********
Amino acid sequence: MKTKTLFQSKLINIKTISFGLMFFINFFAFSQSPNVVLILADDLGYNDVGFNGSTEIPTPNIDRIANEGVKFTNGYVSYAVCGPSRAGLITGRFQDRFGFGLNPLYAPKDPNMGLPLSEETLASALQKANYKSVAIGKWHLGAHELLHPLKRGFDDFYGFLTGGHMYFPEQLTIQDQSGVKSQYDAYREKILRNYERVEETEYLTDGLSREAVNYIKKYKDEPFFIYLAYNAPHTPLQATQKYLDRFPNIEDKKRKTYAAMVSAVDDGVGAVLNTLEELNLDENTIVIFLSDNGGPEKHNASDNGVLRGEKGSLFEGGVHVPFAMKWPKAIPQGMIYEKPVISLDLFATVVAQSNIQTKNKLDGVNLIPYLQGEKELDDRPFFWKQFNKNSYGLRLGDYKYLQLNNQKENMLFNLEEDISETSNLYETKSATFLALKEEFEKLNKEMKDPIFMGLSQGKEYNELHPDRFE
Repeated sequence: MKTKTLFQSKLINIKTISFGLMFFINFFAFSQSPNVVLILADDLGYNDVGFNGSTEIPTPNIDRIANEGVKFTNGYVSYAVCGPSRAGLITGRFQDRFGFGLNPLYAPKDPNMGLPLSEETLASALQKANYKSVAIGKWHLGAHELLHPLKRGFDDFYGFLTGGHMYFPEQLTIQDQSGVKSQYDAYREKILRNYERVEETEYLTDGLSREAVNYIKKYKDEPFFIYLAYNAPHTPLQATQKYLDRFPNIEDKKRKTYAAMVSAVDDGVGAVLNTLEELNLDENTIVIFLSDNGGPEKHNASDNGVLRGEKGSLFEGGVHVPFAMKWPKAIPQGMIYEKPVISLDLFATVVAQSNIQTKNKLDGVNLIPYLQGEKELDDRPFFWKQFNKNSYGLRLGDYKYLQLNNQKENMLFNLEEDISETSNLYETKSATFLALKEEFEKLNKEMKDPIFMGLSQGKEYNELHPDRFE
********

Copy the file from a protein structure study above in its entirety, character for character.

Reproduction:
Amino acid sequence: MKTKTLFQSKLINIKTISFGLMFFINFFAFSQSPNVVLILADDLGYNDVGFNGSTEIPTPNIDRIANEGVKFTNGYVSYAVCGPSRAGLITGRFQDRFGFGLNPLYAPKDPNMGLPLSEETLASALQKANYKSVAIGKWHLGAHELLHPLKRGFDDFYGFLTGGHMYFPEQLTIQDQSGVKSQYDAYREKILRNYERVEETEYLTDGLSREAVNYIKKYKDEPFFIYLAYNAPHTPLQATQKYLDRFPNIEDKKRKTYAAMVSAVDDGVGAVLNTLEELNLDENTIVIFLSDNGGPEKHNASDNGVLRGEKGSLFEGGVHVPFAMKWPKAIPQGMIYEKPVISLDLFATVVAQSNIQTKNKLDGVNLIPYLQGEKELDDRPFFWKQFNKNSYGLRLGDYKYLQLNNQKENMLFNLEEDISETSNLYETKSATFLALKEEFEKLNKEMKDPIFMGLSQGKEYNELHPDRFE
Repeated sequence: MKTKTLFQSKLINIKTISFGLMFFINFFAFSQSPNVVLILADDLGYNDVGFNGSTEIPTPNIDRIANEGVKFTNGYVSYAVCGPSRAGLITGRFQDRFGFGLNPLYAPKDPNMGLPLSEETLASALQKANYKSVAIGKWHLGAHELLHPLKRGFDDFYGFLTGGHMYFPEQLTIQDQSGVKSQYDAYREKILRNYERVEETEYLTDGLSREAVNYIKKYKDEPFFIYLAYNAPHTPLQATQKYLDRFPNIEDKKRKTYAAMVSAVDDGVGAVLNTLEELNLDENTIVIFLSDNGGPEKHNASDNGVLRGEKGSLFEGGVHVPFAMKWPKAIPQGMIYEKPVISLDLFATVVAQSNIQTKNKLDGVNLIPYLQGEKELDDRPFFWKQFNKNSYGLRLGDYKYLQLNNQKENMLFNLEEDISETSNLYETKSATFLALKEEFEKLNKEMKDPIFMGLSQGKEYNELHPDRFE